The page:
Mack Sennett went into semi-retirement at the age of 55, having produced more than 1,000 silent films and several dozen talkies during a 25-year career.[10] His studio property was purchased by Mascot Pictures (later part of Republic Pictures), and many of his former staffers found work at Columbia Pictures.[10]

In March 1938, Sennett was presented with an honorary Academy Award: "for his lasting contribution to the comedy technique of the screen, the basic principles of which are as important today as when they were first put into practice, the Academy presents a Special Award to that master of fun, discoverer of stars, sympathetic, kindly, understanding comedy genius – Mack Sennett."[8][25]

Later projects

Rumors abounded that Sennett would be returning to film production (a 1938 publicity release indicated that he would be working with Stan Laurel of Laurel and Hardy), but apart from Sennett reissuing a couple of his Bing Crosby two-reelers to theaters, nothing happened.[citation needed]

Sennett did appear in front of the camera, however, in Hollywood Cavalcade (1939), itself a thinly disguised version of the Mack Sennett-Mabel Normand romance.[10]

In 1949, he provided film footage for and also appeared in the first full-length comedy compilation called Down Memory Lane (1949), which was written and narrated by Steve Allen.[26]

Sennett was profiled in the television series This Is Your Life in 1954,[27][28] and made a cameo appearance (for $1,000) in Abbott and Costello Meet the Keystone Kops (1955).[29]

His last contribution worth noting was to the NBC radio program Biography in Sound relating memories of working with W.C. Fields, which was broadcast February 28, 1956.[citation needed]

Personal life

Sennett was never married, but his tumultuous relationship with actress Mabel Normand was widely publicized in the press at the time.[30] According to the Los Angeles Times, Sennett reportedly lived a "madcap, extravagant life", often throwing "lavish parties", and at the peak of his career he owned three homes.[30]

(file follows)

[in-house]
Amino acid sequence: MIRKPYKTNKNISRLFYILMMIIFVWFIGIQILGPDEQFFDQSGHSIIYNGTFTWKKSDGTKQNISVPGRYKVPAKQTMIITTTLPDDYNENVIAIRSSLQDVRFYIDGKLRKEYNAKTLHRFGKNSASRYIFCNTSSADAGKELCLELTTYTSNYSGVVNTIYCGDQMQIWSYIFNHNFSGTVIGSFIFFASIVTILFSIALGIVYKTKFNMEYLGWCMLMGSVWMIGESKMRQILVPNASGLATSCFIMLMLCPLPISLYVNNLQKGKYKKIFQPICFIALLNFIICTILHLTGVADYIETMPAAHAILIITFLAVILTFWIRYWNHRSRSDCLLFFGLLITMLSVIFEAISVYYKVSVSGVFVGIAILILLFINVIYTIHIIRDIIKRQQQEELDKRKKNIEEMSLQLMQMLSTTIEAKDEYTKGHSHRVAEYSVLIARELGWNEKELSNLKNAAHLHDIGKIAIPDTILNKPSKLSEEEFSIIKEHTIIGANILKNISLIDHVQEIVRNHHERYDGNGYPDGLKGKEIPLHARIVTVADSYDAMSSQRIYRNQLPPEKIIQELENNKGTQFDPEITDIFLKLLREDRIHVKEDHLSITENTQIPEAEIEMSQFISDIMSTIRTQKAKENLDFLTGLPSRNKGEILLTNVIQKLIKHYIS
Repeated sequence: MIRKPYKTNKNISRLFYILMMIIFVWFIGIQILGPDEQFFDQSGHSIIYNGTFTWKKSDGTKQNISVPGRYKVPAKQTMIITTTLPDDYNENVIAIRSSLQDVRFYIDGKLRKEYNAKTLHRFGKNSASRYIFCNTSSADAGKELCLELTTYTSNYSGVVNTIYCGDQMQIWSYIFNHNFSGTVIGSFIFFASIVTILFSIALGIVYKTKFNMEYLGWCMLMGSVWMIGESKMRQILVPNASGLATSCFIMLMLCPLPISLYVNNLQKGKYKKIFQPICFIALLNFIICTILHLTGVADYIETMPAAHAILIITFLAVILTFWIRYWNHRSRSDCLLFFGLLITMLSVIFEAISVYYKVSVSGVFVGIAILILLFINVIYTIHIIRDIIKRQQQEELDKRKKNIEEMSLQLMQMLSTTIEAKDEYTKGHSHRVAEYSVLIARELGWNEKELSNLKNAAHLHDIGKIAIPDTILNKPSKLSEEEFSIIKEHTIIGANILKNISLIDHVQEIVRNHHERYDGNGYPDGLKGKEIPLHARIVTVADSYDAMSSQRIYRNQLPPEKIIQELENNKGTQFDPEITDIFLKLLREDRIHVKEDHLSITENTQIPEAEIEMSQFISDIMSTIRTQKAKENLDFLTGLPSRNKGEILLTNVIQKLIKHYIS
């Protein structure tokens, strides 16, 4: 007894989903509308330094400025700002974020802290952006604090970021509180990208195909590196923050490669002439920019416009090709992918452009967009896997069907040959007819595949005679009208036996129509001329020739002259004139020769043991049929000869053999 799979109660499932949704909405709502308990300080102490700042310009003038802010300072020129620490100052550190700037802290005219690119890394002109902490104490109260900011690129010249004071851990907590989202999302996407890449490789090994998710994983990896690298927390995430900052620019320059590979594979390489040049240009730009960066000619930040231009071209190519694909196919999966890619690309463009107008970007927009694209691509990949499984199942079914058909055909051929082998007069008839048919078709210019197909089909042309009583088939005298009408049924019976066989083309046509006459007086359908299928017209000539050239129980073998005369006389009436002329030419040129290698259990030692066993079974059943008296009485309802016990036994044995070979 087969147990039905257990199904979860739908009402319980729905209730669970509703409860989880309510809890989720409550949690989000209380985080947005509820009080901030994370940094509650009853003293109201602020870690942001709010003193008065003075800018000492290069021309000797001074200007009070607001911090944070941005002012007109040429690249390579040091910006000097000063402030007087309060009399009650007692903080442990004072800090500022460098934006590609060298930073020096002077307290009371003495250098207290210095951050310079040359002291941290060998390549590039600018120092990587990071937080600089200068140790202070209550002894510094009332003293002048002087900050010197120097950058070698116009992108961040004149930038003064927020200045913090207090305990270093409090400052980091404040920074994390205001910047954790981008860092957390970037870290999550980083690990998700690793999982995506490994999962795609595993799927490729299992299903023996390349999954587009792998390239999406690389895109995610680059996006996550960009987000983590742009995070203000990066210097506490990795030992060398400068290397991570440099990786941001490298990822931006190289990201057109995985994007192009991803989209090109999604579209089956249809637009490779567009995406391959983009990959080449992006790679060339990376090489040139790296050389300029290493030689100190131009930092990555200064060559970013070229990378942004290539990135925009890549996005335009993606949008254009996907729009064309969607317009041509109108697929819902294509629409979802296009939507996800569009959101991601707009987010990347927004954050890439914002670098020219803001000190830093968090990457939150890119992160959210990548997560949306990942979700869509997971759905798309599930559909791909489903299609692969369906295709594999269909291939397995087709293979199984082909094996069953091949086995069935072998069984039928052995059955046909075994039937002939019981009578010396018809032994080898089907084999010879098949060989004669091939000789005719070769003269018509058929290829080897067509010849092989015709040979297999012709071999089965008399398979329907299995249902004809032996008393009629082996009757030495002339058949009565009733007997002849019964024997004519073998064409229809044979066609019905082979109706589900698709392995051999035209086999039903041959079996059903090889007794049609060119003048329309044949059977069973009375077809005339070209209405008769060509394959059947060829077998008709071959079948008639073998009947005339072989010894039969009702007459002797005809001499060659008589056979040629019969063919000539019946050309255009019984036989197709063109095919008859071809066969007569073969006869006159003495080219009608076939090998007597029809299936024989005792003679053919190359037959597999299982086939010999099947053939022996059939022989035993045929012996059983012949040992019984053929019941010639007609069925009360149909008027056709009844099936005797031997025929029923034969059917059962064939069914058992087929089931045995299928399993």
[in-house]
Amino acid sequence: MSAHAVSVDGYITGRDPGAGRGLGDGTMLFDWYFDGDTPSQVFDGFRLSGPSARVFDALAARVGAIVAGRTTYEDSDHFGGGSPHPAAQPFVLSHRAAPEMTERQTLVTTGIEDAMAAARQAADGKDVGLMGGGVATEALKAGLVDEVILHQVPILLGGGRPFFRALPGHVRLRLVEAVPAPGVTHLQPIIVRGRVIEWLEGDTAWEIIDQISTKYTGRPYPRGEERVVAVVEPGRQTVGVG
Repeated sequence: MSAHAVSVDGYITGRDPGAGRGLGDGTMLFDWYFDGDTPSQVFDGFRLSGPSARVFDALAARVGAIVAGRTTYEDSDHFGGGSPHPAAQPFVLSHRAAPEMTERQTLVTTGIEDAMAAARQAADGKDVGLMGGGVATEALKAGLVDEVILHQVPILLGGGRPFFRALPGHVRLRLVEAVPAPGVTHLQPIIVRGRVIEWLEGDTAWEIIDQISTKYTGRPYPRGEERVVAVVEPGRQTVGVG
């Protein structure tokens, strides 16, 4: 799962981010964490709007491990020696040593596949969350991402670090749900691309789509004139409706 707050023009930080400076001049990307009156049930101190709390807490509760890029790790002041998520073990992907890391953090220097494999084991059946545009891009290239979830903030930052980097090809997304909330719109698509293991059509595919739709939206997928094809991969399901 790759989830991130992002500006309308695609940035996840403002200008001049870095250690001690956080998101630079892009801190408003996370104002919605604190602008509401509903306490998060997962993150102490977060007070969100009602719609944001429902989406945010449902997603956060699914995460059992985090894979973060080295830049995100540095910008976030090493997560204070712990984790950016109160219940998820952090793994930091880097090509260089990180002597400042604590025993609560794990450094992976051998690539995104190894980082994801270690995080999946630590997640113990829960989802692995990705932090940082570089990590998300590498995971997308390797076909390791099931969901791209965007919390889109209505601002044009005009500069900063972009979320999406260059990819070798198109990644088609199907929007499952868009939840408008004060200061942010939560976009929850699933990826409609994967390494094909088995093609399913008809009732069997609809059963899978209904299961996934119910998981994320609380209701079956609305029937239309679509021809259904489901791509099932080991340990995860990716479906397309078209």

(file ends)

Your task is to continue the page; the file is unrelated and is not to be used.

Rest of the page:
On March 25, 1932, he became a United States citizen.[31]


Sennett died on November 5, 1960, in Woodland Hills, California, aged 80.[32] He was interred in the Holy Cross Cemetery in Culver City, California.[33]


Main article: Mack Sennett filmography


For his contribution to the motion picture industry, Sennett was honored with a star on the Hollywood Walk of Fame at 6712 Hollywood Boulevard.[30] He was also inducted into Canada's Walk of Fame in 2014.[34]

The building of Sennett's original studio in Echo Park was deemed a historical landmark by The City of Los Angeles in 1982.[12][35]

In popular culture

See also


  1. ^ Some sources cite Melbourne, now part of Richmond.


  1. ^ a b "Comic greats: The man who founded fun". The Hindu. September 6, 2014. ISSN 0971-751X. Retrieved August 9, 2023.
  2. ^ a b "L'homme derrière le succès de Charlie Chaplin est de Danville". November 11, 2015. Retrieved September 20, 2021.
  3. ^ "Bio". Retrieved September 20, 2021.
  4. ^ "Mack Sennett". BFI. November 5, 1960. Archived from the original on November 30, 2017. Retrieved September 20, 2021.
  5. ^ "'Mack Sennett Collection' gathers 50 slapstick classics into one set". Los Angeles Times. September 29, 2014. Retrieved August 9, 2023.
  6. ^ a b D’haeyere, Hilde. "Splashes of Fun and Beauty: Mack Sennett’s Bathing Beauties." Slapstick Comedy, edited by Rob King and Tom Paulus, Routledge USA, 2010, pp. 207–25. ISBN 978-0-203-87676-3
  7. ^ a b Basinger, Jeanine (2012). Silent Stars, p. 205. Alfred A. Knopf. ISBN 978-0-3078-2918-4
  8. ^ a b "The 10th Academy Awards Memorable Moments | | Academy of Motion Picture Arts and Sciences". August 27, 2014. Retrieved August 9, 2023.